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Does Savannah’s Little-known Mayoral Candidate Actually Live in Savannah?


The address that Tyrisha Davis listed as her residence when she registered as a mayoral candidate in Savannah is a vacant pink home, with a “For Rent” sign and a broken window. A neighbor said the home has been empty for weeks and the property manager does not recall anyone with her name renting the home.

The Current has been unable to confirm a Savannah address or locate a valid voting registration record for her in Georgia — lapses that place her in possible breach of guidelines that require a mayoral candidate to live in Savannah for one year and be a voter.

Davis declined to comment when asked by The Current where she lives and what municipal district she votes in. 

“Don’t you know that people are getting death threats at their mailbox?” Davis said on Monday. “So why would I want to publish or provide my information to anybody?’”

It’s uncertain how the findings will impact the mayoral race taking place Tuesday pitting Alderwoman Kesha Gibson-Carter and Davis against incumbent Mayor Van Johnson. 

Ahead of Election Day, 7,333 Savannah residents voted early, and many political observers expect a close race between the two better-known candidates, meaning a third candidate could siphon off votes that could prove crucial to the outcome.

In a state that has been at the center of the nationwide voter integrity debate, Georgia’s sixth-largest city has largely avoided challenges to its conduct of elections.

‘An anomaly, not a systematic flaw’

Mayor Johnson, when reached Monday night, stated that he hopes the allegations about Davis’ candidacy represent an anomaly in the city’s candidate qualification system, not a systematic flaw.

“​​I live here. I live where I say I have to live,” Johnson said. “I’m not sure whether we would have the wherewithal or the means to be able to go to people’s houses and look at their houses and see if they actually live there or not.”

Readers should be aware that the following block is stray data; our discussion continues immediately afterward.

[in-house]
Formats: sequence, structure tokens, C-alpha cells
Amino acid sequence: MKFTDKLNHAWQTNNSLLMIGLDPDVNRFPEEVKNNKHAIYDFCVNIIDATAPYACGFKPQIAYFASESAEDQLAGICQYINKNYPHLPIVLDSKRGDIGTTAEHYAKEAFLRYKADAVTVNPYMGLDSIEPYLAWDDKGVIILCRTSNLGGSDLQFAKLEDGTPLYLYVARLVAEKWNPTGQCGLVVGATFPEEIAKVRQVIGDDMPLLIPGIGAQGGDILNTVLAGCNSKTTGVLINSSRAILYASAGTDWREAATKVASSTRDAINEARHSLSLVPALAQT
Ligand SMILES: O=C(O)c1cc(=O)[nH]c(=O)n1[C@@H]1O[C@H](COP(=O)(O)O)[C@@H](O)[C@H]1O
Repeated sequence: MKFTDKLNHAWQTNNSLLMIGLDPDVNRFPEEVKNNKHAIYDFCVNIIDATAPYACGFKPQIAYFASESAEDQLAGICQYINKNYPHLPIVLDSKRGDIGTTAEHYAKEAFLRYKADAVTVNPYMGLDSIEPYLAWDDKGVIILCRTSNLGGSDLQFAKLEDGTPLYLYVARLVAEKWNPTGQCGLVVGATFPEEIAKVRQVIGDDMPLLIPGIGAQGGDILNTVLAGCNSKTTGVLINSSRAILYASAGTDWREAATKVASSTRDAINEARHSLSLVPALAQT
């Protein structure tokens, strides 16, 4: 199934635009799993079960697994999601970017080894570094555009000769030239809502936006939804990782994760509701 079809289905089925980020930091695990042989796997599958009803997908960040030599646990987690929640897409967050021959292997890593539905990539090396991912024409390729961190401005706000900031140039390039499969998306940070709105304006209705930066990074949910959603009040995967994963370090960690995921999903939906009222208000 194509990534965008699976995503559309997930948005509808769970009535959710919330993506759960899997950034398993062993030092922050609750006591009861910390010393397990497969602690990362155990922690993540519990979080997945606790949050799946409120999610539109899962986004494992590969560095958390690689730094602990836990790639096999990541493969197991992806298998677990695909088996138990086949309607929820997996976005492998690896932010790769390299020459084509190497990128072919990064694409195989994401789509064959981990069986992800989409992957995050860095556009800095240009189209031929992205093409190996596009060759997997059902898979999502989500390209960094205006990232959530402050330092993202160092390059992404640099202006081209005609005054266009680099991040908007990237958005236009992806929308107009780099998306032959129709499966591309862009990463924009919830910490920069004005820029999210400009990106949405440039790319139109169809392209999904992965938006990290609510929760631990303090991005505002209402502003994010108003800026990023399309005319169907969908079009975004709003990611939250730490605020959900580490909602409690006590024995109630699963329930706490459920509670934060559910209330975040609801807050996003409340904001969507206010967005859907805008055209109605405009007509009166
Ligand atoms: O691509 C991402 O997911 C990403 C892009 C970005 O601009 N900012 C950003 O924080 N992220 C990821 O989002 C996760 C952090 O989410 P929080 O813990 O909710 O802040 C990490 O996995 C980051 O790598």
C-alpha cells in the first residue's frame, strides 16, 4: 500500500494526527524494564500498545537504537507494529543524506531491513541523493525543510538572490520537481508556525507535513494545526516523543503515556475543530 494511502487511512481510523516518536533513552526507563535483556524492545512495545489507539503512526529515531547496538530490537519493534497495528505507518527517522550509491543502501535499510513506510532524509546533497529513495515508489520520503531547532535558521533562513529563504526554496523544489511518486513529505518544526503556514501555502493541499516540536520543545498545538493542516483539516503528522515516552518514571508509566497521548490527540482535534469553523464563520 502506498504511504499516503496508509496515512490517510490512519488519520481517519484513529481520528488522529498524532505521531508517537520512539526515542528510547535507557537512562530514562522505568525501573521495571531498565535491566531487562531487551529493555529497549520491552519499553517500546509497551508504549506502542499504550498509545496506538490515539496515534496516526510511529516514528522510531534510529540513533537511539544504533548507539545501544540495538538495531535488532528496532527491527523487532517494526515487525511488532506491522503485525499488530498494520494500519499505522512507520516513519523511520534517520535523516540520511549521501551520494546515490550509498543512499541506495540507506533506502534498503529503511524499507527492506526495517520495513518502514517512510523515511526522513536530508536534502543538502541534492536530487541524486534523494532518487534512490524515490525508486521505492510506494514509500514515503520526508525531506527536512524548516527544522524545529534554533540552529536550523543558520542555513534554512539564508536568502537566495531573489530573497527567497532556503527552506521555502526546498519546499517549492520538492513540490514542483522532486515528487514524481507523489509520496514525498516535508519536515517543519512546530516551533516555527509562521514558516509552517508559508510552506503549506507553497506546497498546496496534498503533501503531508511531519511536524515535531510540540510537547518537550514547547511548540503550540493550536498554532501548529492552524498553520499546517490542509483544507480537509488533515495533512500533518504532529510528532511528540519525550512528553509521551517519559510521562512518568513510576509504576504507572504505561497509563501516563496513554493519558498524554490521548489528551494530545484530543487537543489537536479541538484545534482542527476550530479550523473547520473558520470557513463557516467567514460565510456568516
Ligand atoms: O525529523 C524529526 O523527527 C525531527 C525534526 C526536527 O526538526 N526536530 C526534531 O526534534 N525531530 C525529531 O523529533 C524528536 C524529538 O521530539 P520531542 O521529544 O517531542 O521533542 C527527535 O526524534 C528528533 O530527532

Gibson-Carter said she thinks that Davis’ candidacy is part of ongoing political maneuvers to prevent her from winning the top elected position in Savannah. City officials should have caught any anomalies or irregularities by candidates before early voting started, she added.

“I have to rely on citizens being smarter than tricks, bigger than endorsements and more than money,” the alderwoman said.

City clerk and superintendent of city elections, Mark Massey, did not respond to emailed questions from The Current. Earlier Monday, Massey did provide documentation showing Davis’ sworn affidavit that lists her residence, voting precinct and, separately, a receipt for her $1,710 qualifying fee, which she paid in cash. 

The affidavit also states that, as of Election Day, Davis will have lived in Savannah for one year and three months.

Eligibility standards

Savannah’s 2023 list of requirements for candidates explains that to run for office a person must be at least 18 years old and not fall under Georgia’s eligibility law. That law forbids the election of anyone who has “not been a bona fide citizen of the county in which that person shall be elected or appointed at least 12 months prior to that person’s election or appointment and who is not a qualified voter entitled to vote.”

On Monday afternoon, The Current visited the small property with pink paint listed on the affidavit. Nobody answered the door, the front rooms were empty, and a “For Rent” sign hangs on the side of the home facing Martin Luther King, Jr. Boulevard. 

Grace Cohen, the property manager, stated that she did not recognize the name “Tyrisha Davis” as someone who ever rented the home. A neighbor two doors down said in the three weeks he has lived on the block, nobody has lived in the house.

Cohen said another person is signing a lease for the property on Tuesday.